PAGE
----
The messages were part of a trove of emails and texts from Fox executives and hosts that were made public as a result of Dominion’s defamation lawsuit. The voting-machine company accused Fox networks of airing false claims by hosts and guests that Dominion helped rig the outcome of the 2020 U.S. presidential election in favor of Joe Biden. Fox News parent Fox Corp. FOX -0.64%decrease; red down pointing triangle last week agreed to pay $787.5 million to settle the dispute.

On Monday, Mr. Carlson’s famously combative stance toward members of Fox News management and other colleagues caught up with him, as the network abruptly announced it was parting ways with him, just minutes after informing Mr. Carlson of the change.

The private messages in which Mr. Carlson showed disregard for management and colleagues were a major factor in that decision, according to other people familiar with the matter. Although many portions of the Dominion court documents are redacted, there is concern among Fox Corp. executives that if the redacted material were to become public it would lead to further embarrassment for the network and parent company.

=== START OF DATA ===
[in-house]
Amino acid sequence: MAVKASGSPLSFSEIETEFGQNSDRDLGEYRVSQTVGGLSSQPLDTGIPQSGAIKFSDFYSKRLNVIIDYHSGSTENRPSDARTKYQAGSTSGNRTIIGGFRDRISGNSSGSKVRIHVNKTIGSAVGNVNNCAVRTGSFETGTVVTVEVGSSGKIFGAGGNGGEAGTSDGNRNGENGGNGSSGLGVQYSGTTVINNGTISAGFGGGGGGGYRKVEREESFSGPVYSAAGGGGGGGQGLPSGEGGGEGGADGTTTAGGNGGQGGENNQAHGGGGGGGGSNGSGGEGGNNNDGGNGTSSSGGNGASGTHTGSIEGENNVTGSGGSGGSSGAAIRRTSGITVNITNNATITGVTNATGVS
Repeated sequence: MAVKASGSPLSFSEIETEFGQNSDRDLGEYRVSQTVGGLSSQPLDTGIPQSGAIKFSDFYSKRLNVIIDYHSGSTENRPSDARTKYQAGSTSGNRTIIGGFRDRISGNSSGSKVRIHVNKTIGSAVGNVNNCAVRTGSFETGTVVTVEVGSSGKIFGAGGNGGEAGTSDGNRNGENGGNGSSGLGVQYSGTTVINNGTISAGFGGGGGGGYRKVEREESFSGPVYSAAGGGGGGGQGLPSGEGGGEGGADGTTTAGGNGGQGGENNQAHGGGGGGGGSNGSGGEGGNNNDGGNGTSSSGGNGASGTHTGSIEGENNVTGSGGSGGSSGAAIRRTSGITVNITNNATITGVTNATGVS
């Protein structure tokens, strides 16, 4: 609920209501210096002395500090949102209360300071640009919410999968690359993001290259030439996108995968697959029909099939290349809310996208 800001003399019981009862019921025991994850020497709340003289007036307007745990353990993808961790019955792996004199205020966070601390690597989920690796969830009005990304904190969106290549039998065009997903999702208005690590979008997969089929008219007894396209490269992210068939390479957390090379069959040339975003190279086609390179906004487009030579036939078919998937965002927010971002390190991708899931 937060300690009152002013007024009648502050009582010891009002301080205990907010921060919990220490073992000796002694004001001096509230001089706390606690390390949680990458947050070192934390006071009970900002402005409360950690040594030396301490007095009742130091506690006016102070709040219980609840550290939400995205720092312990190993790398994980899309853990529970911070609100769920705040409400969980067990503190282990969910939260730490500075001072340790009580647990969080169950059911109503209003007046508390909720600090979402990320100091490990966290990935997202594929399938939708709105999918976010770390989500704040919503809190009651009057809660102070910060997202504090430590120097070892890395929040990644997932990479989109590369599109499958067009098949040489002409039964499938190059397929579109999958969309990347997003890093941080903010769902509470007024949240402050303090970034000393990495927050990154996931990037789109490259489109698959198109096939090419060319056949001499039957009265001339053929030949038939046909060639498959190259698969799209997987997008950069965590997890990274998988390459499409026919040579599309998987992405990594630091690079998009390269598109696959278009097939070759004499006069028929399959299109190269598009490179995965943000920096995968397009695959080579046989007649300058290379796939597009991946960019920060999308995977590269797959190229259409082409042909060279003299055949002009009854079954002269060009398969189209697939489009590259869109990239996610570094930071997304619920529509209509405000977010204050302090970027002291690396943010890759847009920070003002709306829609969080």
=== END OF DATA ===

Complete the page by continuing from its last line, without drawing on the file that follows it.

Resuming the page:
With an average audience of 3.5 million viewers, Mr. Carlson’s “Tucker Carlson Tonight” was the network’s most-watched evening show and second most popular telecast overall behind the afternoon talk show “The Five.”

Within Fox’s management, reservations had been mounting about risks Mr. Carlson presented for the network, people familiar with the matter said. Some of the people pointed to concerns that the populist firebrand had come to believe himself bigger than the network—a cardinal sin in Fox Corp. Chair Rupert Murdoch’s empire—and was increasingly operating as his own island.

Mr. Murdoch and his family are large shareholders in Fox Corp. and Wall Street Journal parent News Corp.

On air, Mr. Carlson had turned up the volume on commentary that had expanded beyond a conservative viewpoint on politics into more of an attack on marginalized groups. His show, more than those of his prime-time colleagues Sean Hannity and Laura Ingraham, frequently landed the network in hot water, particularly with advertisers.